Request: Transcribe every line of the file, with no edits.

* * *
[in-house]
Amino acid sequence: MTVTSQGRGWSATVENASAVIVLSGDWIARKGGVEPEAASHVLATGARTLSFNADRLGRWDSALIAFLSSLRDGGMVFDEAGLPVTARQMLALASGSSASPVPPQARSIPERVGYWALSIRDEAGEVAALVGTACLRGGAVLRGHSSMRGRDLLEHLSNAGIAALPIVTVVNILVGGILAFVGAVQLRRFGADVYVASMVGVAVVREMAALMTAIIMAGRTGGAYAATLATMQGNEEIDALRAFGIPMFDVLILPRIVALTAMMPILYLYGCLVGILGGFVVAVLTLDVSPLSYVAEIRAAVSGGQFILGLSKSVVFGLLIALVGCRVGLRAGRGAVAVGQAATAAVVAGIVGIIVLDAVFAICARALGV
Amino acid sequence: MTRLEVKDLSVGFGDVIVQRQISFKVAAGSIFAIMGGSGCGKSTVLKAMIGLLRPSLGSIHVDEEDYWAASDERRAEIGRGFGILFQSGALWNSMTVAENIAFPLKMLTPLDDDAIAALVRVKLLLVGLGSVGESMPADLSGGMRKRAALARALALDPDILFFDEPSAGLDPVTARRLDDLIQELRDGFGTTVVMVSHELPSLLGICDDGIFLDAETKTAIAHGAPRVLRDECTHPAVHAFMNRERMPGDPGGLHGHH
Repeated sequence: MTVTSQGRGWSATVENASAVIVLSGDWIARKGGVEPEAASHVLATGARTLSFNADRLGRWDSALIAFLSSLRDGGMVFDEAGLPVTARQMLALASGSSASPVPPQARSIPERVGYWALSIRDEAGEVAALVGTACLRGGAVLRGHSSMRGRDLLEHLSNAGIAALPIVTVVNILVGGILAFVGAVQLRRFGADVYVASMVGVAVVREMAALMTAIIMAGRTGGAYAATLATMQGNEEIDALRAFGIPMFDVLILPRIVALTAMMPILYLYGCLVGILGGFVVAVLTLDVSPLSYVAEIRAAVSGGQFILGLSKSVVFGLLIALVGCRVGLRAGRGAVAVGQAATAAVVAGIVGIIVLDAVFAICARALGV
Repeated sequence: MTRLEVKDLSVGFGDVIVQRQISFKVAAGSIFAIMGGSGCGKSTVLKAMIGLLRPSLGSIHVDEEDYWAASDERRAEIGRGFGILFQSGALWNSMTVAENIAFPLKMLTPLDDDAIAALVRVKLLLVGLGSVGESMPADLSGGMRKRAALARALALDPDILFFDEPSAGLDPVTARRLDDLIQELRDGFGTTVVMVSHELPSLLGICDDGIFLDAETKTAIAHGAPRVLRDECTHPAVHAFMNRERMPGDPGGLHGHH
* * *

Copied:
[in-house]
Amino acid sequence: MTVTSQGRGWSATVENASAVIVLSGDWIARKGGVEPEAASHVLATGARTLSFNADRLGRWDSALIAFLSSLRDGGMVFDEAGLPVTARQMLALASGSSASPVPPQARSIPERVGYWALSIRDEAGEVAALVGTACLRGGAVLRGHSSMRGRDLLEHLSNAGIAALPIVTVVNILVGGILAFVGAVQLRRFGADVYVASMVGVAVVREMAALMTAIIMAGRTGGAYAATLATMQGNEEIDALRAFGIPMFDVLILPRIVALTAMMPILYLYGCLVGILGGFVVAVLTLDVSPLSYVAEIRAAVSGGQFILGLSKSVVFGLLIALVGCRVGLRAGRGAVAVGQAATAAVVAGIVGIIVLDAVFAICARALGV
Amino acid sequence: MTRLEVKDLSVGFGDVIVQRQISFKVAAGSIFAIMGGSGCGKSTVLKAMIGLLRPSLGSIHVDEEDYWAASDERRAEIGRGFGILFQSGALWNSMTVAENIAFPLKMLTPLDDDAIAALVRVKLLLVGLGSVGESMPADLSGGMRKRAALARALALDPDILFFDEPSAGLDPVTARRLDDLIQELRDGFGTTVVMVSHELPSLLGICDDGIFLDAETKTAIAHGAPRVLRDECTHPAVHAFMNRERMPGDPGGLHGHH
Repeated sequence: MTVTSQGRGWSATVENASAVIVLSGDWIARKGGVEPEAASHVLATGARTLSFNADRLGRWDSALIAFLSSLRDGGMVFDEAGLPVTARQMLALASGSSASPVPPQARSIPERVGYWALSIRDEAGEVAALVGTACLRGGAVLRGHSSMRGRDLLEHLSNAGIAALPIVTVVNILVGGILAFVGAVQLRRFGADVYVASMVGVAVVREMAALMTAIIMAGRTGGAYAATLATMQGNEEIDALRAFGIPMFDVLILPRIVALTAMMPILYLYGCLVGILGGFVVAVLTLDVSPLSYVAEIRAAVSGGQFILGLSKSVVFGLLIALVGCRVGLRAGRGAVAVGQAATAAVVAGIVGIIVLDAVFAICARALGV
Repeated sequence: MTRLEVKDLSVGFGDVIVQRQISFKVAAGSIFAIMGGSGCGKSTVLKAMIGLLRPSLGSIHVDEEDYWAASDERRAEIGRGFGILFQSGALWNSMTVAENIAFPLKMLTPLDDDAIAALVRVKLLLVGLGSVGESMPADLSGGMRKRAALARALALDPDILFFDEPSAGLDPVTARRLDDLIQELRDGFGTTVVMVSHELPSLLGICDDGIFLDAETKTAIAHGAPRVLRDECTHPAVHAFMNRERMPGDPGGLHGHH